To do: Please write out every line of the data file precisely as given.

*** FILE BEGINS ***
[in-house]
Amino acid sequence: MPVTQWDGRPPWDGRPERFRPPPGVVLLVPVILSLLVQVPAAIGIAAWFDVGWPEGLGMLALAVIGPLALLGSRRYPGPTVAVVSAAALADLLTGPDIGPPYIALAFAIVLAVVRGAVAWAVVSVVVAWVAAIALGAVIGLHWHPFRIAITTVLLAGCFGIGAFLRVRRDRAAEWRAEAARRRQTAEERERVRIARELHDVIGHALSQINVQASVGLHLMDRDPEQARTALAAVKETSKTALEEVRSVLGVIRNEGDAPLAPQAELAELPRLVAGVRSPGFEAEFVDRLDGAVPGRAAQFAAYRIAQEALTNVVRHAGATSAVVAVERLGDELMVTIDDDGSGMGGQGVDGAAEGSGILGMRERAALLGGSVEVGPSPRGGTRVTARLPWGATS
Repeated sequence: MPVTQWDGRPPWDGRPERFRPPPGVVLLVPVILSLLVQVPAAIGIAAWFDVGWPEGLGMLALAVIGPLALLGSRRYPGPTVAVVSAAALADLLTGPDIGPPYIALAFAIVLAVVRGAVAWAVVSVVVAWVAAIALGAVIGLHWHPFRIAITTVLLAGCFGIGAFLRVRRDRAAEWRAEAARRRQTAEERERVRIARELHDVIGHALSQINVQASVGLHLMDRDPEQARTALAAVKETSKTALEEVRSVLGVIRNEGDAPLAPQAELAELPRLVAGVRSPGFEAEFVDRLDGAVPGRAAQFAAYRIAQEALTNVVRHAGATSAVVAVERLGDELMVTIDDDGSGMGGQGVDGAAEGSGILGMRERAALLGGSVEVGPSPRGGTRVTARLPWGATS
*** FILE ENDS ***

[in-house]
Amino acid sequence: MPVTQWDGRPPWDGRPERFRPPPGVVLLVPVILSLLVQVPAAIGIAAWFDVGWPEGLGMLALAVIGPLALLGSRRYPGPTVAVVSAAALADLLTGPDIGPPYIALAFAIVLAVVRGAVAWAVVSVVVAWVAAIALGAVIGLHWHPFRIAITTVLLAGCFGIGAFLRVRRDRAAEWRAEAARRRQTAEERERVRIARELHDVIGHALSQINVQASVGLHLMDRDPEQARTALAAVKETSKTALEEVRSVLGVIRNEGDAPLAPQAELAELPRLVAGVRSPGFEAEFVDRLDGAVPGRAAQFAAYRIAQEALTNVVRHAGATSAVVAVERLGDELMVTIDDDGSGMGGQGVDGAAEGSGILGMRERAALLGGSVEVGPSPRGGTRVTARLPWGATS
Repeated sequence: MPVTQWDGRPPWDGRPERFRPPPGVVLLVPVILSLLVQVPAAIGIAAWFDVGWPEGLGMLALAVIGPLALLGSRRYPGPTVAVVSAAALADLLTGPDIGPPYIALAFAIVLAVVRGAVAWAVVSVVVAWVAAIALGAVIGLHWHPFRIAITTVLLAGCFGIGAFLRVRRDRAAEWRAEAARRRQTAEERERVRIARELHDVIGHALSQINVQASVGLHLMDRDPEQARTALAAVKETSKTALEEVRSVLGVIRNEGDAPLAPQAELAELPRLVAGVRSPGFEAEFVDRLDGAVPGRAAQFAAYRIAQEALTNVVRHAGATSAVVAVERLGDELMVTIDDDGSGMGGQGVDGAAEGSGILGMRERAALLGGSVEVGPSPRGGTRVTARLPWGATS